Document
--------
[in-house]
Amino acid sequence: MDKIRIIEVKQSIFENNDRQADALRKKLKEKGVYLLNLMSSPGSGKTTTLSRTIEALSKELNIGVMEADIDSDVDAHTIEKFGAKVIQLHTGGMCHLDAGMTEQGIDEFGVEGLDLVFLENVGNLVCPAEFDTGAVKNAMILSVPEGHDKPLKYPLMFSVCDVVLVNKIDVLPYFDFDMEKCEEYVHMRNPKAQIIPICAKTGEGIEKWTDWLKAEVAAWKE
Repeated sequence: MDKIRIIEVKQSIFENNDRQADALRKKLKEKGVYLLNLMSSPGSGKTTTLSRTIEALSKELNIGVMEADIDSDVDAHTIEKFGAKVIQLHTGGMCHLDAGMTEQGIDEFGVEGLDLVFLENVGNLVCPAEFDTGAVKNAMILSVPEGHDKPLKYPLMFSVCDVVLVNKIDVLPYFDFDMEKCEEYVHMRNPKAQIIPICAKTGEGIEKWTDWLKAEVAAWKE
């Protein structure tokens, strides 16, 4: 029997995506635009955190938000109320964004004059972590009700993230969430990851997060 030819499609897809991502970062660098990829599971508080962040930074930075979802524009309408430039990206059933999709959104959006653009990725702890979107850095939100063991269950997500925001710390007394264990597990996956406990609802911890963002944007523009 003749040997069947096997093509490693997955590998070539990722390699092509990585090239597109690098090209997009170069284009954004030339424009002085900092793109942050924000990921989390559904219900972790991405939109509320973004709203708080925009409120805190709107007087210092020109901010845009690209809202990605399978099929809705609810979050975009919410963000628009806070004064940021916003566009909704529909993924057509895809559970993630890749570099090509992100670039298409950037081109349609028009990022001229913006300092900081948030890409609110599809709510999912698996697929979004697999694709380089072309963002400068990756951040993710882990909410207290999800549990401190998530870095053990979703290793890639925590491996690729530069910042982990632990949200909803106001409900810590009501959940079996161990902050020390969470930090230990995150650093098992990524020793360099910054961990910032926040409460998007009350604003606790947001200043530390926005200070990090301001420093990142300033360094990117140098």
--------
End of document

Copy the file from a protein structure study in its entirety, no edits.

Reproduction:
[in-house]
Amino acid sequence: MDKIRIIEVKQSIFENNDRQADALRKKLKEKGVYLLNLMSSPGSGKTTTLSRTIEALSKELNIGVMEADIDSDVDAHTIEKFGAKVIQLHTGGMCHLDAGMTEQGIDEFGVEGLDLVFLENVGNLVCPAEFDTGAVKNAMILSVPEGHDKPLKYPLMFSVCDVVLVNKIDVLPYFDFDMEKCEEYVHMRNPKAQIIPICAKTGEGIEKWTDWLKAEVAAWKE
Repeated sequence: MDKIRIIEVKQSIFENNDRQADALRKKLKEKGVYLLNLMSSPGSGKTTTLSRTIEALSKELNIGVMEADIDSDVDAHTIEKFGAKVIQLHTGGMCHLDAGMTEQGIDEFGVEGLDLVFLENVGNLVCPAEFDTGAVKNAMILSVPEGHDKPLKYPLMFSVCDVVLVNKIDVLPYFDFDMEKCEEYVHMRNPKAQIIPICAKTGEGIEKWTDWLKAEVAAWKE
């Protein structure tokens, strides 16, 4: 029997995506635009955190938000109320964004004059972590009700993230969430990851997060 030819499609897809991502970062660098990829599971508080962040930074930075979802524009309408430039990206059933999709959104959006653009990725702890979107850095939100063991269950997500925001710390007394264990597990996956406990609802911890963002944007523009 003749040997069947096997093509490693997955590998070539990722390699092509990585090239597109690098090209997009170069284009954004030339424009002085900092793109942050924000990921989390559904219900972790991405939109509320973004709203708080925009409120805190709107007087210092020109901010845009690209809202990605399978099929809705609810979050975009919410963000628009806070004064940021916003566009909704529909993924057509895809559970993630890749570099090509992100670039298409950037081109349609028009990022001229913006300092900081948030890409609110599809709510999912698996697929979004697999694709380089072309963002400068990756951040993710882990909410207290999800549990401190998530870095053990979703290793890639925590491996690729530069910042982990632990949200909803106001409900810590009501959940079996161990902050020390969470930090230990995150650093098992990524020793360099910054961990910032926040409460998007009350604003606790947001200043530390926005200070990090301001420093990142300033360094990117140098």